Jun 11, 2020 rated it it was amazing
Wow. I have never been more moved, empowered, and humbled as a Black woman than I am in this very moment. Every one of these pages breathed life, inspiration, pride...but also told of the devastation and pain Black women have faced in this country. Drs. Berry and Gross took special care to center Black women (FINALLY!) in American history, some of whom I have known about and revered for years, but many I was acquainted with for the first time. Our history is rich and powerful and gritty and raw. ...more
Mark Ballinger
Mar 06, 2020 rated it liked it
Shelves: history
This was filled with many fascinating stories, but all too often they were too short. I wanted to learn so much more about these women.

Part of this is the missing historical record of people who are not part of the dominant narrative. These women get no attention, as a line from the book says: "They may have glanced at her once, but they did not actually see her."
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Caroline
Feb 19, 2020 rated it really liked it
An overview of the lives of black women in the US that is both easy to read (i.e. not in academic language) and disturbing. Even for a reader who has already made an effort to learn about the history of American racism, there were some new things here. I particularly liked the anchoring of each chapter on the actions of a real person (which made the one chapter with an obviously imaginary person stand out; since there were real people mentioned later in the chapter I don't know why they did this ...more
Ruby
Aug 12, 2020 rated it really liked it
4.5 stars. I learned a lot and really appreciated the centering of the stories of Black women, especially when we'd heard about the events, but only knew about the men involved. And the discussions of both how white feminism has never addressed the needs and lives of Black women and how Black nationalism put Black women aside. ...more
Em Hoggatt
Dec 02, 2020 rated it really liked it
Learned a bunch! Would definitely recommend this to any history buffs.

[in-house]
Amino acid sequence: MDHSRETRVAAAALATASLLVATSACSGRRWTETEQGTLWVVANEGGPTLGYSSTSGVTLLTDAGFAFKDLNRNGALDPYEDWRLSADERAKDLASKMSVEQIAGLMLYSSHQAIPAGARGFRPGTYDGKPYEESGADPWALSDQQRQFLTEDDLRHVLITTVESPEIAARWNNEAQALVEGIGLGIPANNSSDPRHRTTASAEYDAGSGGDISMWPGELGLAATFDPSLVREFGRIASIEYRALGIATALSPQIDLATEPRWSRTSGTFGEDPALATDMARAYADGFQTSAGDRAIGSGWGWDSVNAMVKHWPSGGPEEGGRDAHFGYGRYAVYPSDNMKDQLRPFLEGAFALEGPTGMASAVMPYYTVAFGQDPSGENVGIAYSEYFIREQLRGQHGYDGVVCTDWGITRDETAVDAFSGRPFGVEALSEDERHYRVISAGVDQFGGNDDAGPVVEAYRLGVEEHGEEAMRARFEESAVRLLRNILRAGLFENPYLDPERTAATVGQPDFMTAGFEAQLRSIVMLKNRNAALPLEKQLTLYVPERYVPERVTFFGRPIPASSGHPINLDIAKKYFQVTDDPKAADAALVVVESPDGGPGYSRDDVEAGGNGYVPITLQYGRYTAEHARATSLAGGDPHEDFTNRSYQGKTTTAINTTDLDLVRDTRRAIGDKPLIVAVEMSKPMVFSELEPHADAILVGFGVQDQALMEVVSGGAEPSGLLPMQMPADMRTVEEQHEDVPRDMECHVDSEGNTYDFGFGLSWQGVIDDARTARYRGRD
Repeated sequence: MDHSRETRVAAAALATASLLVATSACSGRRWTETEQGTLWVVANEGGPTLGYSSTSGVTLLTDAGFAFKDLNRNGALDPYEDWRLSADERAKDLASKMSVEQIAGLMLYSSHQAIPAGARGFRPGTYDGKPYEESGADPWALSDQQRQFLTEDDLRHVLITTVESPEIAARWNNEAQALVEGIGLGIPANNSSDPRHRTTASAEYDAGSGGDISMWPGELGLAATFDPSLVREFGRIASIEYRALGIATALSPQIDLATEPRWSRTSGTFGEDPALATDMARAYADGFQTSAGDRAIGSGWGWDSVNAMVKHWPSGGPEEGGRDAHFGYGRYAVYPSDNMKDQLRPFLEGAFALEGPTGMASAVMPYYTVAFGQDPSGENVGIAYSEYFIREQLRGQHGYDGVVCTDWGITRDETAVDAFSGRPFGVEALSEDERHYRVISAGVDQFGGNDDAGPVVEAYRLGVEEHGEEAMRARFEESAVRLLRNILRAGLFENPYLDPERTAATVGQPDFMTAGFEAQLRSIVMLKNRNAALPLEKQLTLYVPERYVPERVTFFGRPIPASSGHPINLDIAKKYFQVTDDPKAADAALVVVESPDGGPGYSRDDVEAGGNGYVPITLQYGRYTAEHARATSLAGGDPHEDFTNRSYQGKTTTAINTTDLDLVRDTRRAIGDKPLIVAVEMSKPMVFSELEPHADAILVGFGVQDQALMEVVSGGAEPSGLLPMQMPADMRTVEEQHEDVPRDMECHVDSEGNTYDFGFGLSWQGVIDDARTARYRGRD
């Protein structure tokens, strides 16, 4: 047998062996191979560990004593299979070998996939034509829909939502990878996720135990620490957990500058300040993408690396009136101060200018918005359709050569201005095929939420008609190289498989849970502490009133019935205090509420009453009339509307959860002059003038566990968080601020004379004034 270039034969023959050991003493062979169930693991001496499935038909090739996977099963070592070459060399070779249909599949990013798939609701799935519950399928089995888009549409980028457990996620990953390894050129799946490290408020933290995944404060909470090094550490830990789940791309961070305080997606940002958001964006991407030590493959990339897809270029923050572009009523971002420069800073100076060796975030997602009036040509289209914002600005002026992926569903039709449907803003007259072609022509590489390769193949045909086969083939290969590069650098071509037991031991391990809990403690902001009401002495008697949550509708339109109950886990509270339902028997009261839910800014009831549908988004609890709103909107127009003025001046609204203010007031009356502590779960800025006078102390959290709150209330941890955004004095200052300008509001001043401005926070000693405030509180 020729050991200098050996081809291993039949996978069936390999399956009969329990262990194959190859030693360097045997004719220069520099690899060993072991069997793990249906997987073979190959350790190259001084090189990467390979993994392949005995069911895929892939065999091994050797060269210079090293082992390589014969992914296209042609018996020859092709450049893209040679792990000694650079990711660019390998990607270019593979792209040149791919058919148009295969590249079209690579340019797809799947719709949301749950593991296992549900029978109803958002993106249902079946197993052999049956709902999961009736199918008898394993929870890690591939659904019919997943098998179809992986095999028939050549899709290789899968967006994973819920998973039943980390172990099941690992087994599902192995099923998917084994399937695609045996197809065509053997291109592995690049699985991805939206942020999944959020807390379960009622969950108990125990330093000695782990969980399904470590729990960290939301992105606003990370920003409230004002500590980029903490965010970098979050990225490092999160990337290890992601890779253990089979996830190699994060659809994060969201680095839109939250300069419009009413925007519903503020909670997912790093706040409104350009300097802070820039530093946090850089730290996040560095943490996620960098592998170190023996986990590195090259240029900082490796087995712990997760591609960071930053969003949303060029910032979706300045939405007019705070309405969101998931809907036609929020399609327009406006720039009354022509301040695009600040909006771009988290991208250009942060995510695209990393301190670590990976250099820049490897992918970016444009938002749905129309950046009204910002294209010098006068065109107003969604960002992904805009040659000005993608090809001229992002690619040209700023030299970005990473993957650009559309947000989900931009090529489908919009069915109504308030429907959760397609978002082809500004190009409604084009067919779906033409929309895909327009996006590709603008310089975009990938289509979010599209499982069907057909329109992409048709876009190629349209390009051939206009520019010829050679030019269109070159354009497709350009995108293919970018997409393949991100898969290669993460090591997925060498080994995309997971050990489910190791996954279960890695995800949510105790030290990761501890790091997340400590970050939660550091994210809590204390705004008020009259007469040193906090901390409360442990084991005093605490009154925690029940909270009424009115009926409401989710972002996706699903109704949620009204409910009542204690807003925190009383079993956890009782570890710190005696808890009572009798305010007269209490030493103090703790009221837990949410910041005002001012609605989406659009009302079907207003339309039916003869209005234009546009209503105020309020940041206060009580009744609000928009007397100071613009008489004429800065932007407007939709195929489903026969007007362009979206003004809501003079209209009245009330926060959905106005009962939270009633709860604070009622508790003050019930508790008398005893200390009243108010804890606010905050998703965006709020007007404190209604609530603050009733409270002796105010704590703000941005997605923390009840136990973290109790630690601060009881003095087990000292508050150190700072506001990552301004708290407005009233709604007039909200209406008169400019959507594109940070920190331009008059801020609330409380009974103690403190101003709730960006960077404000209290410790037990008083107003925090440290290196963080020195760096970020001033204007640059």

Yaaresse
Make no mistake, the content in this book is five stars.

The reason I'm going with a solid 3.5, rounded up, is that I think the limitations of the Revisioning History series format meant making some hard choices in content to bring it to a "marketable" page count, and the book suffered for those limitations. There were simply parts that felt like it had been drastically edited and the remaining text not smoothly woven back together, perhaps due to space constraints. There is no fault here except
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thedailydiva
Aug 19, 2020 rated it it was amazing  ·  review of another edition
Shelves: 2020-reads
This needs to be recommended reading in high schools across this country! But we know it will not! Not yet at least! We are still fighting...

Black Women have been an integral thread in the fabric of America for a long long time. Longer than before we were forcibly brought to these shores. We have shaped this country with our voices, our minds, our hands, our entire bodies.

Reading this well put together historical text, broke me and encouraged me. What Black Women have suffered and endured an
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Misty DeRosier
Oct 18, 2020 rated it really liked it
My U.S. history classes in high school and college left so much of the story out. If yours did too, this book is for you! Beginning in the 1600’s each chapter tells what was going on for Black women in the U.S. at that time. I particularly liked how each chapter is framed by the story of an individual woman using primary sources. Speaking of primary sources, this book is filled with them. Did you know that many colonial Black women preferred to (and did all they could to be able to) give birth i ...more
Ryan
Oct 09, 2020 rated it really liked it